Selwyn District Council serves a fast-growing population of approximately 50,000 (estimate, March 2015) across an area of 6,420 square kilometres which includes many farms and small towns.
The Council consists of 12 elected representatives – a mayor and 11 councillors - who are voted in by residents and ratepayers every three years. The elected representatives are drawn from four wards: Malvern (main town Darfield); Selwyn Central (main town, Rolleston); Springs (main town, Lincoln); and Ellesmere (main town, Leeston). .
The District Council is actually the second tier of local government. Above it are:
the Canterbury Regional Council (known as Environment Canterbury) which encompasses 10 South Island local authorities from Kaikoura to Waitaki and whose elected members set the policies for managing the air, water and land environment throughout the Canterbury Region; and
the Canterbury Area Health Board, whose elected members set the policies for managing Canterbury's public hospitals and related services.
Below the District Council is a third tier of local government - the community board. Malvern Ward has a community board. These boards are delegated by the Council to oversee certain local services and facilities, in collaboration with their local Community committees (see below). The Ellesmere, Springs, and Selwyn Central wards have no community boards, Council oversees their local services directly, in collaboration with local Community committees.
Below the community boards is the fourth tier of local government in Selwyn - the Local Community Committee. Local Community Committees include township or residents committees, hall management committees and reserve management committees. These committees advise Council on service and facility needs in their town or community.
If you wish to make a request for information from the Council, this would be covered by the Local Government Official Information and Meetings Act 1987 (LGOIMA). Our LGOIMA Guide [PDF, 2021 KB] shows you how the Council will process requests.
Code of Conduct
The Council adopts a Code of Conduct [PDF, 431 KB] to provide guidance on the standards of behaviour expected of members of the Selwyn District Council. This document is reviewed regularly.
Local Governance Statement
The Local Governance Statement [PDF, 347 KB] is required to be produced by the Council under Section 40 of the Local Government Act 2002.
The Local Governance Statement document covers information about the following:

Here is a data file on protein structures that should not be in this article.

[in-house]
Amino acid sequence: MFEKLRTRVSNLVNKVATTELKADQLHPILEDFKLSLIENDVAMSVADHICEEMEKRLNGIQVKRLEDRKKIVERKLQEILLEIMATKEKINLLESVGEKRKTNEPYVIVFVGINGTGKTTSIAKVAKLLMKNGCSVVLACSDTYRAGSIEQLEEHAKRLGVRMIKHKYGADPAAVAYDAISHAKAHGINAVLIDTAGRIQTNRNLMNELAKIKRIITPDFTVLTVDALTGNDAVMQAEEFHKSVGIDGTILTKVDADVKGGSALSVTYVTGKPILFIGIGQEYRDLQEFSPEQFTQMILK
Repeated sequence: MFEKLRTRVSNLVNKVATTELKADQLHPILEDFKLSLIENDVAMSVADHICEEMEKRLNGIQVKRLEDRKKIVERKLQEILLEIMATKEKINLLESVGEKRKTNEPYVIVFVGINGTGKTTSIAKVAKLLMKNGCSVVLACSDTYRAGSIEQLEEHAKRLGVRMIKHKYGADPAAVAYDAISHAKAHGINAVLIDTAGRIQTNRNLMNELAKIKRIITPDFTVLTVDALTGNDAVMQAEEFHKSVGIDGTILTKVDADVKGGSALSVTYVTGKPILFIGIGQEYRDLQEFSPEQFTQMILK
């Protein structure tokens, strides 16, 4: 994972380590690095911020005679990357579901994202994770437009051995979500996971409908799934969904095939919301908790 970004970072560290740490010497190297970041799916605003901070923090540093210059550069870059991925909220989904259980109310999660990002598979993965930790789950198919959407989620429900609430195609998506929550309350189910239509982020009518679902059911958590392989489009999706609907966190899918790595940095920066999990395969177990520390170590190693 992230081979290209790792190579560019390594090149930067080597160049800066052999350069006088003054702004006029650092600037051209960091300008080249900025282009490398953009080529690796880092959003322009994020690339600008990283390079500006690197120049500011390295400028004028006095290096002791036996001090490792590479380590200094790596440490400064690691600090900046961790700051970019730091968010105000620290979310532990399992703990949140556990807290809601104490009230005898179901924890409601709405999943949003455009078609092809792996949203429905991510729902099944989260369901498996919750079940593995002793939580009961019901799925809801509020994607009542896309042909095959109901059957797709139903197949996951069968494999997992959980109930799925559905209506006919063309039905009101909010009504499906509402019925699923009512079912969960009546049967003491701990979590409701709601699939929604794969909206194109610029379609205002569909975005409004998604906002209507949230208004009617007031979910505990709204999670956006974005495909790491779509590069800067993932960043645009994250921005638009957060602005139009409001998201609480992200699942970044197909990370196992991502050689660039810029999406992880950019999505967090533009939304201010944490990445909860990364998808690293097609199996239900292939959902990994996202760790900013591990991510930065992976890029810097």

- electoral system
- ward system
- council governance structure
- community boards
- representation review
- Maori Wards and constituencies
- roles and conduct
- conduct of meetings
- management structures and relationships
- consultation policies
- requests for official information
- policies for liaising with Maori
- equal employment opportunities policy
- key approved planning and policy documents
- systems for public access to the Council and its elected members.
Purpose of Local Government
Section 10 of the Local Government Act 2002 states that the purpose of Local Government in New Zealand is to enable democratic local decision-making and action by, and on behalf of communities; and to promote the social, economic, environmental, and cultural well-being of communities, in the present and for the future.
The role of a local authority is to give effect, in relation to its district or region, to the purpose of local government stated in section 10; and to perform the duties, and exercise the rights, conferred on it by or under the Local Government Act 2002 or any other enactment.
These statements reflect a number of related ideas. These are:
- Local decision-making and local accountability
- A broad concern with the well-being of communities
The Act sets out a series of principles relating to local authorities. These are overarching principles that apply when exercising any power or performing any duty under the Act. They do not require local authorities to undertake specific activities but more in the nature of mandatory considerations or a list of things for local authorities to turn their minds to.
- Open, transparent, accountable conduct of business
- Effective and efficient conduct of business
- Consideration of community views
- Recognition of diversity
- Interests of future communities
- Promoting well-being
- Cooperation with other bodies
- Sound business practice
- Prudent stewardship